Mens rea doesn’t necessarily factor into a court’s “crime of violence” analysis when applying a Sentencing Guidelines enhancement.
In 2003, Raul Zamorano-Ponce pleaded guilty in state court to “rape of a child in the third degree,” a Washington statutory rape violation. The state court sentenced him to a 12-month term of imprisonment. After serving just over half of the sentence, he was released from prison and removed from the U.S.
In 2011, U.S. Border Patrol apprehended Zamorano-Ponce a few miles from the United States-Mexico border, near Lukeville, Arizona. He admitted to being a Mexican citizen without documentation to establish legal presence in the United States.
A federal grand jury indicted Zamorano-Ponce for reentry after removal. He pleaded guilty pursuant to a written plea agreement. The main issue at sentencing was whether the court should apply a 16-level enhancement for a prior "crime of violence."
The Presentence Investigation Report and the government recommended that the court apply the enhancement because Zamorano-Ponce's prior conviction qualified categorically as a "crime of violence" that fell squarely within the generic federal definition of "statutory rape." Zamorano-Ponce objected to the enhancement, arguing, among other things, that the statute was broader than the federal definition because it does not require a mens rea of "knowingly."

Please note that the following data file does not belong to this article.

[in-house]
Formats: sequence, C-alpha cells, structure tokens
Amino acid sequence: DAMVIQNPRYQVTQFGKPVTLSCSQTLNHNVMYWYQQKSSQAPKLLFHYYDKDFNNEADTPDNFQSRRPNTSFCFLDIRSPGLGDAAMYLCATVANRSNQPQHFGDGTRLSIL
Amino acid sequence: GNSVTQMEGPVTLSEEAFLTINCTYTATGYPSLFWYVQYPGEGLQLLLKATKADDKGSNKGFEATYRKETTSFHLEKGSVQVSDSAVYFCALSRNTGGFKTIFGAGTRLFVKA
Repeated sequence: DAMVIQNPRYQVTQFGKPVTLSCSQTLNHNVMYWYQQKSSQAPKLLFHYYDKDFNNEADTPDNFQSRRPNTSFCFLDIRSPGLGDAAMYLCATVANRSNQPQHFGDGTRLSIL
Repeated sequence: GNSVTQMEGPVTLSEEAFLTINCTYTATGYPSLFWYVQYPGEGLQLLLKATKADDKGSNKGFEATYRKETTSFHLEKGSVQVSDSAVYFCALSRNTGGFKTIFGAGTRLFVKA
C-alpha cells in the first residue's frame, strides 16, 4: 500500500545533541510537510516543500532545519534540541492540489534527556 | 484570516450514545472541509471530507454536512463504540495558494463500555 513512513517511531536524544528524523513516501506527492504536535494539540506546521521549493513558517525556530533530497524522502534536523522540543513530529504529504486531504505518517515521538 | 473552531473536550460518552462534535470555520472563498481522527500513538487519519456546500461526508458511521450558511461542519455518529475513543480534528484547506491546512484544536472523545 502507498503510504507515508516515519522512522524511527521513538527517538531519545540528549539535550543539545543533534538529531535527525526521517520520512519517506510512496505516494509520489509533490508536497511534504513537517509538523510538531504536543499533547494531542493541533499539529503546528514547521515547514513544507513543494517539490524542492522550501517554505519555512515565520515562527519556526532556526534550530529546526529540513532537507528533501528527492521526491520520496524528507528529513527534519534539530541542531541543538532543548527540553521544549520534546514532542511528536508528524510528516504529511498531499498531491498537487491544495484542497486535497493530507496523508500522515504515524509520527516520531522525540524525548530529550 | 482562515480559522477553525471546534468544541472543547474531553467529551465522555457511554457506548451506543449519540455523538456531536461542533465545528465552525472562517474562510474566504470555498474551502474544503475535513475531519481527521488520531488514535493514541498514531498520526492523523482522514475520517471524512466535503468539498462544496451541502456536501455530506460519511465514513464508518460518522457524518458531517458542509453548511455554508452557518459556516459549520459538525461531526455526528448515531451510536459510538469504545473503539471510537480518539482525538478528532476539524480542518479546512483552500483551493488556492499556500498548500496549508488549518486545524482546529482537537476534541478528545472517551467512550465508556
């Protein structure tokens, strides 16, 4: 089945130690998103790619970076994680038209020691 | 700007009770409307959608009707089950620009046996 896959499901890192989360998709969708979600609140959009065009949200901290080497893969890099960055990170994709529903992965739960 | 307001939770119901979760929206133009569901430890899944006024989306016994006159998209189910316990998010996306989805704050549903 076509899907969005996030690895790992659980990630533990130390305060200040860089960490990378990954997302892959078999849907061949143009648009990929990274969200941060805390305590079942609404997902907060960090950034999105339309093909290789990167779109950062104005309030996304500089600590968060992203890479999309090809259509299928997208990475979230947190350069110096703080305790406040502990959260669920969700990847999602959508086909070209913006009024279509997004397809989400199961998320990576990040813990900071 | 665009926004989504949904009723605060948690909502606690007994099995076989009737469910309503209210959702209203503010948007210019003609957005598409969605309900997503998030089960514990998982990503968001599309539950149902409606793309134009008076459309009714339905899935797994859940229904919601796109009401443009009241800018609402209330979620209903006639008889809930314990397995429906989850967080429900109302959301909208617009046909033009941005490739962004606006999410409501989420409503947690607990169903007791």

The district court agreed that Zamorano-Ponce's Washington conviction qualified categorically as a crime of violence, applied the enhancement, and sentenced him to 33 months' imprisonment.
The Ninth Circuit Court of Appeals affirmed Zamorano-Ponce's conviction and sentence last week, noting that he had misinterpreted the court's 2008 decision in Estrada-Espinoza v. Mukasey when he argued that the federal generic definition of "statutory rape" includes a mens rea element of "knowingly."
The appellate court noted the Estrada-Espinoza defined the term "sexual abuse of a minor" for the purpose of considering whether a prior conviction constituted an "aggravated felony" under the Immigration and Nationality Act. Nothing in the decision purported to require that "statutory rape," within the meaning of the commentary to the Guidelines, contain a mens rea element.